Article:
What do you do if your favorite running spot on the River Trail is overgrown with brush and unlikely to be on the city’s overworked and understaffed forestry department’s to-do list? If you’re Daniel Heyns, you call on some prisoners to do the work.
Heyns, director of the state Department of Corrections, recently moved from Jackson to Lansing. He’s also a runner.
“My boss, the director of the department, lives in Lansing and runs the River Trail. He loves it,” said Russ Marlan, Corrections Department spokesman. “He noticed during his runs, parts of it are very overgrown. It’s tough to run in some spots. So he contacted Mayor Bernero and offered to bring a work crew up here.”
That’s the story of how roughly 10 prisoners from a state prison in Chelsea came to Lansing every day for nearly a month to clear portions of the River Trail near Elm and Grand River parks. They would use little saws — “not chainsaws,” Marlan said — to cut back brush. Afterward, the city came by and removed it. The exercise yielded some “pretty good results” in February and March, Marlan said. However, it was a one-time deal and no future plans are in the works to bring prisoners back.
“Absolutely, bring back the chain gang,” Mayor Virg Bernero quipped last month when asked about state prisoners performing menial tasks for the city (they weren’t physically shackled together). Bernero, who was speaking on the television show “City Pulse Newsmakers,” said, “We took advantage of it,” when the state approached the city about the work. “It behooves me to work with state government. We listen to them and we get a good listening ear.
“We had things along the River Trail and in parks that weren’t getting done, that we couldn’t get done, that we weren’t gonna do,” Bernero said. “It’s not like we laid people off and brought in the prisoners. It was stuff that wasn’t getting done and we had no money to do.”
Brett Kaschinske, director of Lansing’s Parks and Recreation Department, said even though Ingham County has agreed to maintain 40 parks and some River Trail maintenance — snow plowing, mowing, trash and debris cleanup — “it doesn’t involve cutting brush. … This isn’t cart blanche any maintenance that happens is done by the county. It depends on what the situation is.”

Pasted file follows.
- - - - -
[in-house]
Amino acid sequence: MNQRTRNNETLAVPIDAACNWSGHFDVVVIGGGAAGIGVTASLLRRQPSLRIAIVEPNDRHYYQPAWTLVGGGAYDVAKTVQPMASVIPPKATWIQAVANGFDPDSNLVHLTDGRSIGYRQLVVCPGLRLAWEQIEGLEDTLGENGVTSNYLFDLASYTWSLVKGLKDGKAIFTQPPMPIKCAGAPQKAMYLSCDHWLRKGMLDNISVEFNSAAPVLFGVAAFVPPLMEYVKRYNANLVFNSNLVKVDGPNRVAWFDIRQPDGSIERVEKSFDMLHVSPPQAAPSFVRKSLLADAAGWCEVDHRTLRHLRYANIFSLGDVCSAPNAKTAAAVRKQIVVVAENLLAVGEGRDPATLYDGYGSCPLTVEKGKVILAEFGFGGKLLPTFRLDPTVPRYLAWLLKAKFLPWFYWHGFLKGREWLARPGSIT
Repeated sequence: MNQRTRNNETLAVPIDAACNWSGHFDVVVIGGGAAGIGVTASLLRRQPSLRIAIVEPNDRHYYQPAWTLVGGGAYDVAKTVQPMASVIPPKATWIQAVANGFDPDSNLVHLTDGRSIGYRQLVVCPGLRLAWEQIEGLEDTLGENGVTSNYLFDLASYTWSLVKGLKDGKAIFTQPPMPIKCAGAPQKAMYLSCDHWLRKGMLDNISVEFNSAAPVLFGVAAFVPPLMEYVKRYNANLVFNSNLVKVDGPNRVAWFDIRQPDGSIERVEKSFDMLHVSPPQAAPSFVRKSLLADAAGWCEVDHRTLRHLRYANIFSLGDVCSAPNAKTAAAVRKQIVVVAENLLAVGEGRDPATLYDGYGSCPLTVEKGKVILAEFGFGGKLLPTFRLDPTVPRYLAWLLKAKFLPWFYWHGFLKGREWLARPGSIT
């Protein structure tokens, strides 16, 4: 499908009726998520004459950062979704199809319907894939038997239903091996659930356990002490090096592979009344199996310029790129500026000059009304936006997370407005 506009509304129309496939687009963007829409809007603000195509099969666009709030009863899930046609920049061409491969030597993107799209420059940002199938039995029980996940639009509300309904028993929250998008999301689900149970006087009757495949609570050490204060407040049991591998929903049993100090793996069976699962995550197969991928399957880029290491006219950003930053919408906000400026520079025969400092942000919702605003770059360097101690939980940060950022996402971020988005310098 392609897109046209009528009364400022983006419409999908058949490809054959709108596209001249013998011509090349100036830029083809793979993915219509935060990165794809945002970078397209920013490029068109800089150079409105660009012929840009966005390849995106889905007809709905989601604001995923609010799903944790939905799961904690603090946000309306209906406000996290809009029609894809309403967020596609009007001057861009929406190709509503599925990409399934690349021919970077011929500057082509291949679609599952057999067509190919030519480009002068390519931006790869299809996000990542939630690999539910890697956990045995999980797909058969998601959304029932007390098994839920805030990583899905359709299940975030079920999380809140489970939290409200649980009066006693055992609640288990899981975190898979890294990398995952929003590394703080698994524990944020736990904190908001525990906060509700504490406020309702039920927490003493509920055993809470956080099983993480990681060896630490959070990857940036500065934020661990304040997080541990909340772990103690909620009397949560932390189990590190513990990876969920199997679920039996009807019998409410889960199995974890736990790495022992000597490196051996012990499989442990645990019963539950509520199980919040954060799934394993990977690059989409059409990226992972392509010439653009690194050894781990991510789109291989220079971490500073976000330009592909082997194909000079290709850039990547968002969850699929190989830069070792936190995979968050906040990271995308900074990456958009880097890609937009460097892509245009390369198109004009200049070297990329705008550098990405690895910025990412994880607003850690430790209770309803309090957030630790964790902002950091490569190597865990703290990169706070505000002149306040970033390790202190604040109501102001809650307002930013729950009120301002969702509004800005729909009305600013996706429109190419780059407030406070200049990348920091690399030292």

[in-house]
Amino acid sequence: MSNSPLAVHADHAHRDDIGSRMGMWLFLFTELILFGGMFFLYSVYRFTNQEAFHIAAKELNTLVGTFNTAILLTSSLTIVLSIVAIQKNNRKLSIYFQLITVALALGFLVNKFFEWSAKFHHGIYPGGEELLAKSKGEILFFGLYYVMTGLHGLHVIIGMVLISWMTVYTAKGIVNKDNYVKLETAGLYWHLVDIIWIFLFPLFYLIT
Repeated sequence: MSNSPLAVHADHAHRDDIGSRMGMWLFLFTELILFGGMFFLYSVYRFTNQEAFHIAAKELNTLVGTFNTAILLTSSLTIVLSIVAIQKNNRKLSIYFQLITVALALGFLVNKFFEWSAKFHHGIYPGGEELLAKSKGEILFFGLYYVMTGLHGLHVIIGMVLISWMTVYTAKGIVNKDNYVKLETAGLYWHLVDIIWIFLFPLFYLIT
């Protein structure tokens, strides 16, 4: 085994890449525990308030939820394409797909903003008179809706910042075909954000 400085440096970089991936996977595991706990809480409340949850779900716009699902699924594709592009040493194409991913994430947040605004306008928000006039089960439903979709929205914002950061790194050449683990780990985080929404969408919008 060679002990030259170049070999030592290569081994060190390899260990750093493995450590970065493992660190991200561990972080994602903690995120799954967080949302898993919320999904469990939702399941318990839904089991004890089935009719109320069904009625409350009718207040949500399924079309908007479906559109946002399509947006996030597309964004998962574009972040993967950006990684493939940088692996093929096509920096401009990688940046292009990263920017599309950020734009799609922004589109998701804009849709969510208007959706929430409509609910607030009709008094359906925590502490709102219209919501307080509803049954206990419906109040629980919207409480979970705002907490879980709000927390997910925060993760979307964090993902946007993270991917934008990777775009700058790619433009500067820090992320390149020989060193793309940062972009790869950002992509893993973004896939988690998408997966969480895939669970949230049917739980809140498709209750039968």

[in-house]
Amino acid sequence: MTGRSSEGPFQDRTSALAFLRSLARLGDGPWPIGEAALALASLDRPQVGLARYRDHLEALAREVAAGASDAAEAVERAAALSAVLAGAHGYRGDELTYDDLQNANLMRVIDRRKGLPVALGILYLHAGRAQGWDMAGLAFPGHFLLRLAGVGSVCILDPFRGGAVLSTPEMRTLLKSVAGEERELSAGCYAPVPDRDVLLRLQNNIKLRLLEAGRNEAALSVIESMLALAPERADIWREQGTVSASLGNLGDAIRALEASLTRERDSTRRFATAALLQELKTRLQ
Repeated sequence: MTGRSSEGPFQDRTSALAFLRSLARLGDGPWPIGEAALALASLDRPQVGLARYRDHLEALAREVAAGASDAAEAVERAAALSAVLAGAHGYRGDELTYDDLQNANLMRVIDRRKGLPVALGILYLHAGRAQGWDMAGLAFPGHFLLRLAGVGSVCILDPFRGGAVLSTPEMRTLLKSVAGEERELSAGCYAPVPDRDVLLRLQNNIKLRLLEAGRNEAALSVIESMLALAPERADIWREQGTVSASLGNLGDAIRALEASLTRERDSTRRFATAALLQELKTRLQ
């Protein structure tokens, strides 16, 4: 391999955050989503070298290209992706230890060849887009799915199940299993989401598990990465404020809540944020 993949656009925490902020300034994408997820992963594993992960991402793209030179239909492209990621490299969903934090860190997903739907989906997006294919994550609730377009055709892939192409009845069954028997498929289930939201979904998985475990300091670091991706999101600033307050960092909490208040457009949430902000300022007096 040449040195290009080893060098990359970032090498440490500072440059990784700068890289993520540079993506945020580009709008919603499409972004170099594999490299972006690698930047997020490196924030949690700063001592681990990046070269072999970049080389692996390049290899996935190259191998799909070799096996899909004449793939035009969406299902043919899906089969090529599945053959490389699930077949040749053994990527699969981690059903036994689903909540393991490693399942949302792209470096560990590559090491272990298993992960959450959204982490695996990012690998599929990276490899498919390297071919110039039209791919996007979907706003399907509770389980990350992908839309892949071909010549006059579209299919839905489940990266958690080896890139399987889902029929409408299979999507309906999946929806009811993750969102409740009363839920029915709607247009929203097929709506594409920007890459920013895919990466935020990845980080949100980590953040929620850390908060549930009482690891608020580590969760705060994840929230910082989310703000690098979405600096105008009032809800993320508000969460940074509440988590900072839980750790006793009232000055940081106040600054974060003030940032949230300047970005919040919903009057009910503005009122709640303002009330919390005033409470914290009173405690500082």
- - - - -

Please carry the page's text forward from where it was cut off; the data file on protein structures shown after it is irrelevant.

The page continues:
Kaschinske said it’s not the first time the city has used prisoners to clear debris. He cited a tornado that blew through a few years ago. “They bring the individuals and staffing and we provide the scope of work,” he said. “It’s things the city can’t get to.”
It’s a rare occurrence these days, Marlan said, for the state to send prisoners out to do work for municipalities. The department has “largely scaled back on those” due to budget problems, Marlan said. While municipalities “paid a small fee, it was not enough to offset the costs of vans and officer salaries.” Marlan added that the city did not pay the state anything for the work. In years past, Marlan said, the state would agree to long-term contracts where crews showed up “every day of the week” to clean cemeteries or parks, citing a former agreement with the city of Mason. “We had to cancel those contracts. Now it’s sporadic assignments based on need.”
Offenders must meet certain criteria to qualify for Public Service Assignments. The Department of Corrections lists 15 criteria on its website, including not having a history of arson behavior, sexual offenses or a lifetime sentence.
The news raised a few City Council members’ eyebrows at a March 22 Ways and Means Committee meeting. At-Large Councilwoman Kathie Dunbar was unaware the city had done this. Third Ward Councilwoman A’Lynne Robinson said some might have concerns with the “shock and awe” of inmates working in the community, but was not against the idea. At-Large Councilwoman Carol Wood said it’s “definitely a concern,” citing possible public safety issues.
Marlan said the work was cut short three to four weeks because of concerns raised by local unions that it was taking away from seasonal employees’ jobs.
“I think the UAW raised those concerns,” said Lynne Meade, vice president of the Teamsters Local 580, which supervises the UAW workers “that used to do that work. Their work has gradually been given away and given away. We want to make sure the work is not given away completely.”
Dennis Parker, chairman of UAW Local 2256, could not be reached for comment.
But Marlan, of the state Corrections Department, said his boss is working with the Legislature to bring back more inmate worker programs.
“It’s kind of a rehabilitative process for inmates, promotes positive work ethics and gives back to the community,” Marlan said. “My boss believes in the inmate work crew program. … It’s a fundamental part of the rehabilitative process.”